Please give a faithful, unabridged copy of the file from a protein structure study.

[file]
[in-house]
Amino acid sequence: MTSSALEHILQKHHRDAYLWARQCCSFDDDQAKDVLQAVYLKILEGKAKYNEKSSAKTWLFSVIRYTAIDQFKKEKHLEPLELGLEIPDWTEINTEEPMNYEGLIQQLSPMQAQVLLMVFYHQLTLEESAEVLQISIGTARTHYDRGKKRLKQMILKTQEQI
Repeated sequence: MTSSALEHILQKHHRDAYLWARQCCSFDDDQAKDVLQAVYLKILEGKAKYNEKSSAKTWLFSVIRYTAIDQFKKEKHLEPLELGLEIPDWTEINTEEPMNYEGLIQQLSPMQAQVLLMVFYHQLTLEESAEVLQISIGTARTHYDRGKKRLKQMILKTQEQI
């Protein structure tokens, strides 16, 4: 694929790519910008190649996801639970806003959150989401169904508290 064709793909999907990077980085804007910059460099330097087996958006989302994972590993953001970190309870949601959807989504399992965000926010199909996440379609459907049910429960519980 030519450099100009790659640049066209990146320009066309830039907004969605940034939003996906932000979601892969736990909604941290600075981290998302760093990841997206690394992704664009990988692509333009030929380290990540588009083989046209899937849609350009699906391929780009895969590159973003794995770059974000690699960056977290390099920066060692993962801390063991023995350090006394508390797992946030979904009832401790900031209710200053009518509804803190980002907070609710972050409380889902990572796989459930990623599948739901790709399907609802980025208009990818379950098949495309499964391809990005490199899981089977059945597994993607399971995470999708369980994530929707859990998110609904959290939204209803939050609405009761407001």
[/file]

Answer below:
[in-house]
Amino acid sequence: MTSSALEHILQKHHRDAYLWARQCCSFDDDQAKDVLQAVYLKILEGKAKYNEKSSAKTWLFSVIRYTAIDQFKKEKHLEPLELGLEIPDWTEINTEEPMNYEGLIQQLSPMQAQVLLMVFYHQLTLEESAEVLQISIGTARTHYDRGKKRLKQMILKTQEQI
Repeated sequence: MTSSALEHILQKHHRDAYLWARQCCSFDDDQAKDVLQAVYLKILEGKAKYNEKSSAKTWLFSVIRYTAIDQFKKEKHLEPLELGLEIPDWTEINTEEPMNYEGLIQQLSPMQAQVLLMVFYHQLTLEESAEVLQISIGTARTHYDRGKKRLKQMILKTQEQI
């Protein structure tokens, strides 16, 4: 694929790519910008190649996801639970806003959150989401169904508290 064709793909999907990077980085804007910059460099330097087996958006989302994972590993953001970190309870949601959807989504399992965000926010199909996440379609459907049910429960519980 030519450099100009790659640049066209990146320009066309830039907004969605940034939003996906932000979601892969736990909604941290600075981290998302760093990841997206690394992704664009990988692509333009030929380290990540588009083989046209899937849609350009699906391929780009895969590159973003794995770059974000690699960056977290390099920066060692993962801390063991023995350090006394508390797992946030979904009832401790900031209710200053009518509804803190980002907070609710972050409380889902990572796989459930990623599948739901790709399907609802980025208009990818379950098949495309499964391809990005490199899981089977059945597994993607399971995470999708369980994530929707859990998110609904959290939204209803939050609405009761407001």